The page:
The image above displays asset allocation by age for an investor whose goal is to save for retirement, with stock allocation decreasing over time in favor of assets that are more stable. Investor.org explains that this is a popular allocation strategy because it cuts back the risk of loss, since the need to take the risk for growth declines later in life, as does the time available to achieve potential growth.
Younger and middle-aged investors tend to be more focused on saving for their first home or their child’s college tuition rather than supplementing their retirement income. Therefore, they typically hold higher stock allocations early in life and prioritize fixed income over equities down the road.
However, if your goal is to pass money onto heirs within your retirement estate planning, it may be in your interest to allocate more assets in stocks for larger growth potential over a longer period of time. It might also be the case that, regardless of an investor’s time horizon, he or she inherently has a higher risk tolerance and chooses to maintain an aggressive asset allocation in retirement.
What if I need to adjust asset allocation in retirement?
Portfolio allocation by age is all about creating the right mix of assets at the right stage in life – but that can be more easily said than done. Sometimes, despite your best judgment, your portfolio can take a hit that requires years to recover.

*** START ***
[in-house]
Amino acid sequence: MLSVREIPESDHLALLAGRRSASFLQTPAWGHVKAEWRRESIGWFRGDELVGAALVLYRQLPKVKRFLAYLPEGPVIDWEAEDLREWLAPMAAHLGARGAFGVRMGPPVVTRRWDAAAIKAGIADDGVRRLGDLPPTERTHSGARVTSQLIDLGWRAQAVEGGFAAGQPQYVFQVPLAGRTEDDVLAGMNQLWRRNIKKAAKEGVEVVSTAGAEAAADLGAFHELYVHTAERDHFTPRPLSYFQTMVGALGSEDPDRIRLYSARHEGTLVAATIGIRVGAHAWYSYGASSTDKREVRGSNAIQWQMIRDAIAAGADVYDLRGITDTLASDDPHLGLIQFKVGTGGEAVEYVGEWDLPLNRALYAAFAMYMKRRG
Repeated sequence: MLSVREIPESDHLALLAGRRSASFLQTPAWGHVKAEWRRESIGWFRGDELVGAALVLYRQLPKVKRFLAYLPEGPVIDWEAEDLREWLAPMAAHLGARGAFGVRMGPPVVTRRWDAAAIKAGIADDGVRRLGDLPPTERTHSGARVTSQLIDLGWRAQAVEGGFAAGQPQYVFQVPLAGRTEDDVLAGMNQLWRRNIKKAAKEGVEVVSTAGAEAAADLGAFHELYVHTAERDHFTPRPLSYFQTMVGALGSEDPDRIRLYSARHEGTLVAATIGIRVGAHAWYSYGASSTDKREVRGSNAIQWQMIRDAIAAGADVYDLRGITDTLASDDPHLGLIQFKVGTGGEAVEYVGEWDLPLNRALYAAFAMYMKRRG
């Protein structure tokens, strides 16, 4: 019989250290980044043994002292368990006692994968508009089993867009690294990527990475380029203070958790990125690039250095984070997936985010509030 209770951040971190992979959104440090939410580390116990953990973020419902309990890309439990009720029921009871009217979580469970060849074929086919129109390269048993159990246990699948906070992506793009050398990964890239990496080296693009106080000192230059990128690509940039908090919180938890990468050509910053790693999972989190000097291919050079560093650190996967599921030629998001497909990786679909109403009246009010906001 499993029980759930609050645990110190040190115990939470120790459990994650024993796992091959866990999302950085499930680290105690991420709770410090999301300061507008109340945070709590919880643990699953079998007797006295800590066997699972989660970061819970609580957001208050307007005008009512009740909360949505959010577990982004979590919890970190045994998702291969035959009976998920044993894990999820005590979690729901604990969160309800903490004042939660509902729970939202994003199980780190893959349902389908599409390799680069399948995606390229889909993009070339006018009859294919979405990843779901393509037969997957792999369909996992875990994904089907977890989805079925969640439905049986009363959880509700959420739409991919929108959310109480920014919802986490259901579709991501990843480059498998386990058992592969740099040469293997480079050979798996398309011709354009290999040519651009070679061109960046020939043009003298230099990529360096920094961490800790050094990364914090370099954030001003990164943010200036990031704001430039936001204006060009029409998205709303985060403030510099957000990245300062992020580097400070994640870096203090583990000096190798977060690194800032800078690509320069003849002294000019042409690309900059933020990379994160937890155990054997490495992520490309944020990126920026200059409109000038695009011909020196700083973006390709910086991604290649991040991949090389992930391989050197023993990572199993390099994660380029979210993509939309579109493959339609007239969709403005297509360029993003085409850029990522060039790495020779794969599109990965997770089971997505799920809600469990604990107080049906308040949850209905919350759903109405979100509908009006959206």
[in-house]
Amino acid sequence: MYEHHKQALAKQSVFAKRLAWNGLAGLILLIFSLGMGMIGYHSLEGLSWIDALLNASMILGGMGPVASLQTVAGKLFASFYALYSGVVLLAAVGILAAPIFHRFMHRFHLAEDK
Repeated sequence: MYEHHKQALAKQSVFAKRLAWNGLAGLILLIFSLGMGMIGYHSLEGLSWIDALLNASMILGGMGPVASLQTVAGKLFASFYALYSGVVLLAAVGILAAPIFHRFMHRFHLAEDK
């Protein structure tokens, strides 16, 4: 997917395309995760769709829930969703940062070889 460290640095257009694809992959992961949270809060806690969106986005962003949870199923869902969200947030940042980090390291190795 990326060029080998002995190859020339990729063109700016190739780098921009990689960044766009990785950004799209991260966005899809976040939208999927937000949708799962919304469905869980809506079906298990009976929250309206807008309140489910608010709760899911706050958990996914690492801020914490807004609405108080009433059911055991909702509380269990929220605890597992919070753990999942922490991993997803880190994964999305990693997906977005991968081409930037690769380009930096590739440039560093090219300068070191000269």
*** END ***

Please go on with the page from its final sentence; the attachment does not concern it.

If your investment portfolio isn’t performing as you want it to, you can consider rebalancing with the help of your financial advisor — but this may trigger transaction fees and tax consequences. Another option is to consider reverse mortgage benefits and how you might be able to use this financing solution to supplement your Social Security income in retirement.
Those who meet the reverse mortgage qualifications may be able to tap into a portion of their home equity, convert it into loan proceeds, and spend the funds to live The GoodLife in Retirement.
We’re committed to helping seniors enjoy the retirement they deserve and are happy to explain every part of the reverse mortgage process. Simply contact one of our experienced Reverse Mortgage Specialists to get started and learn how we may be able to help improve your retirement.